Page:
WH doesn’t dispute Biden's description of Putin as ’dictator'
© Greg Nash

The White House refused Thursday to dispute Vice President Biden’s decision to call Vladimir Putin a “dictator,” a word the government does not typically use to describe the Russian leader. 

White House press secretary Josh Earnest said “there is no official government designation about dictatorships,” when asked about Biden’s remark during his Wednesday night speech to the Democratic National Convention. 

Earnest cited an April State Department report on human rights that said Russia “has a highly centralized, authoritarian political system dominated by President Vladimir Putin” and that its civic institutions “lacked independence from the executive branch.”

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Putin was overwhelmingly elected president in 2012, but his opponents alleged the contest was marred by widespread fraud. 

The spokesman stopped short of calling Putin a dictator, nor does the report use the word to describe him.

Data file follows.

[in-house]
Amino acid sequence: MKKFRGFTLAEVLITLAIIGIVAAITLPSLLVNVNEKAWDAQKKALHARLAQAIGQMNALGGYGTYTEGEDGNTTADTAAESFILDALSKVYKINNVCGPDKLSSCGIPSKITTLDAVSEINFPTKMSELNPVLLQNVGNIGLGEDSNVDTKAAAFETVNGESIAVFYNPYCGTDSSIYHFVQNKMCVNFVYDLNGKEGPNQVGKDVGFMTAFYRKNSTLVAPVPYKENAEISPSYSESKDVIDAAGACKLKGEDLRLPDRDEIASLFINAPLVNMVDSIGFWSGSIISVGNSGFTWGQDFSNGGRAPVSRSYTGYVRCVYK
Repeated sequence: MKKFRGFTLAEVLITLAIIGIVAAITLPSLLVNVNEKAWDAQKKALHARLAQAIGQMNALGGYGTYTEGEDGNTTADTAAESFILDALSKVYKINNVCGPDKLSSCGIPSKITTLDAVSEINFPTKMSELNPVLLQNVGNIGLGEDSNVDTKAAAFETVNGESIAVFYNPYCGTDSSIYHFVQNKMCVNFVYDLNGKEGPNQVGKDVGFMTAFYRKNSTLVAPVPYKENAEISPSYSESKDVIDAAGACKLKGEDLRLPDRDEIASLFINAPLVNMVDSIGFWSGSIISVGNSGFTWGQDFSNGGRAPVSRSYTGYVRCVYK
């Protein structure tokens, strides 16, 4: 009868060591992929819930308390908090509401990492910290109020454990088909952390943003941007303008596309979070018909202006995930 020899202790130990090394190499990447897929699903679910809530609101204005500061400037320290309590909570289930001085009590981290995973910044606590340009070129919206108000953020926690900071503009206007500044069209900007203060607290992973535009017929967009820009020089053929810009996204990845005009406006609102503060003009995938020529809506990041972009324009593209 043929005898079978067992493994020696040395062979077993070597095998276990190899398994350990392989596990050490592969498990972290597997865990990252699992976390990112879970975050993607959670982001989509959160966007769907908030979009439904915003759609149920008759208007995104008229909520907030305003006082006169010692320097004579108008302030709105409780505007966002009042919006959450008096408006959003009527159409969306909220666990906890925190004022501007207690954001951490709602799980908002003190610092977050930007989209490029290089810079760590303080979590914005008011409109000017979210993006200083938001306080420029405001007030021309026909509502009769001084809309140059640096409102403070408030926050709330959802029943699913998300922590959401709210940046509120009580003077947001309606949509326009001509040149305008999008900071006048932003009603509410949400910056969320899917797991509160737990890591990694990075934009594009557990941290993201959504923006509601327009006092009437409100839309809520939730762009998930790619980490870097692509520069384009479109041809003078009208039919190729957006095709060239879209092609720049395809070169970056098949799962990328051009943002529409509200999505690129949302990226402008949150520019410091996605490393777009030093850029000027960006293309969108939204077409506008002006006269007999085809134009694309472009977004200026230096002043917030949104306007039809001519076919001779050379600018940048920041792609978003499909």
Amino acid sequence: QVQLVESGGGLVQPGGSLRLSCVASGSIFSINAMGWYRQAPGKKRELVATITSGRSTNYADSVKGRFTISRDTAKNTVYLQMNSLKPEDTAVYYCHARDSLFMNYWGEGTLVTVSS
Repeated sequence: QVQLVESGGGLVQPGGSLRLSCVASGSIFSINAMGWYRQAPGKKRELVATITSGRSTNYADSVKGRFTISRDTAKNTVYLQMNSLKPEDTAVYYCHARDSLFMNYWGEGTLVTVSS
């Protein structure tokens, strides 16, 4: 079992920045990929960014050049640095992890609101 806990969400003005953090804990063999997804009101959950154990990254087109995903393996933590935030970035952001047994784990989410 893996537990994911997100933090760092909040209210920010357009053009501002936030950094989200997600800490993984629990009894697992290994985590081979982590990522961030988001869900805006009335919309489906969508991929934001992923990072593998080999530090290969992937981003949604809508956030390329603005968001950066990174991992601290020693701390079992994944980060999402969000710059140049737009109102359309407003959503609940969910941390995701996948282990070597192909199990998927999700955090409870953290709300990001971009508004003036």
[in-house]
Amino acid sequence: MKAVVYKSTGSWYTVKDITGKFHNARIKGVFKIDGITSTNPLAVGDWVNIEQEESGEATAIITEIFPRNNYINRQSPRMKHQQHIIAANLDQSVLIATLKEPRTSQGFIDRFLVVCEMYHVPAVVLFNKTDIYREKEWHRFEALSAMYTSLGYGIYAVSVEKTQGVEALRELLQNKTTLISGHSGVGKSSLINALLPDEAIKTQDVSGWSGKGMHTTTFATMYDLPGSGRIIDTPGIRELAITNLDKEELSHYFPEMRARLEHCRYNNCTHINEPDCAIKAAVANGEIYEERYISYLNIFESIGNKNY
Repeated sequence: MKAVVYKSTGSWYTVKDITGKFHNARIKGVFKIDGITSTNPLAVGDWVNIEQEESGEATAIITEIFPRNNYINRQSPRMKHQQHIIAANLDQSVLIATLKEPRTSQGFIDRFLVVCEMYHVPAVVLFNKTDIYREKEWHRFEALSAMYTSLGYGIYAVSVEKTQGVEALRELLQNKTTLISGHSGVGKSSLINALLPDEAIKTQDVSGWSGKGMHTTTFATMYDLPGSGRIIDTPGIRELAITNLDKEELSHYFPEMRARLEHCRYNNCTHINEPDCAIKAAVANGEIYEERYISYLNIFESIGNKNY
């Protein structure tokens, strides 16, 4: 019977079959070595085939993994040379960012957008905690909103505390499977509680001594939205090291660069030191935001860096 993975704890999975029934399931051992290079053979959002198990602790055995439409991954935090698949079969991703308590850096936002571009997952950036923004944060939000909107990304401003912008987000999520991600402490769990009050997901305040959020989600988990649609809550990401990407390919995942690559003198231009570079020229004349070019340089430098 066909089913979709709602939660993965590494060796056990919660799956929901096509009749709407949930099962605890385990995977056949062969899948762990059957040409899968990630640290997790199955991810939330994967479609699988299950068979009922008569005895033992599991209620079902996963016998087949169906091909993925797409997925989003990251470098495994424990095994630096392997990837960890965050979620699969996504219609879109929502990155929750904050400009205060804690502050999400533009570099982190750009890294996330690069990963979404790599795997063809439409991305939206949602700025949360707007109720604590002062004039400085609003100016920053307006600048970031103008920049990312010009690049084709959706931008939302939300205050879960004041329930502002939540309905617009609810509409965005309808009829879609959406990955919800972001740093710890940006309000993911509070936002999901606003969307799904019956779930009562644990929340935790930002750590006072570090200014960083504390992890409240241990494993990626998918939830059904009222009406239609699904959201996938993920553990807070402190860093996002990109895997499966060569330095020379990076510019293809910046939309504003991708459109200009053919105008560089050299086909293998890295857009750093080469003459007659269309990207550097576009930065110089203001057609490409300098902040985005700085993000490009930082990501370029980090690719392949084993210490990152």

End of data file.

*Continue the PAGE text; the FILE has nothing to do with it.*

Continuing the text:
Still, Earnest said, “You’d be hard pressed to draw a distinction between the word that Vice President Biden used and the language that was included in the State Department report.”

In a rousing speech in Philadelphia, Biden lashed out at Republican presidential nominee Donald TrumpDonald John TrumpLincoln Project ad dubs Jared Kushner the 'Secretary of Failure' Pence: Chief Justice Roberts 'has been a disappointment to conservatives' Twitter bans Trump campaign until it deletes tweet with COVID-19 misinformation MORE as someone who “belittles our closest allies” while “embracing dictators like Vladimir Putin.”

The eyebrow-raising comment came after Trump said he hoped Russia has obtain Democratic nominee Hillary ClintonHillary Diane Rodham ClintonPence: Chief Justice Roberts 'has been a disappointment to conservatives' Top federal official says more details coming on foreign election interference The Hill's Campaign Report: COVID-19 puts conventions in flux  MORE’s private emails and releases them to the public. 

Trump later said he was being "sarcastic" in asking Russia to find and reveal Clinton's deleted emails from the private server she used while secretary of State.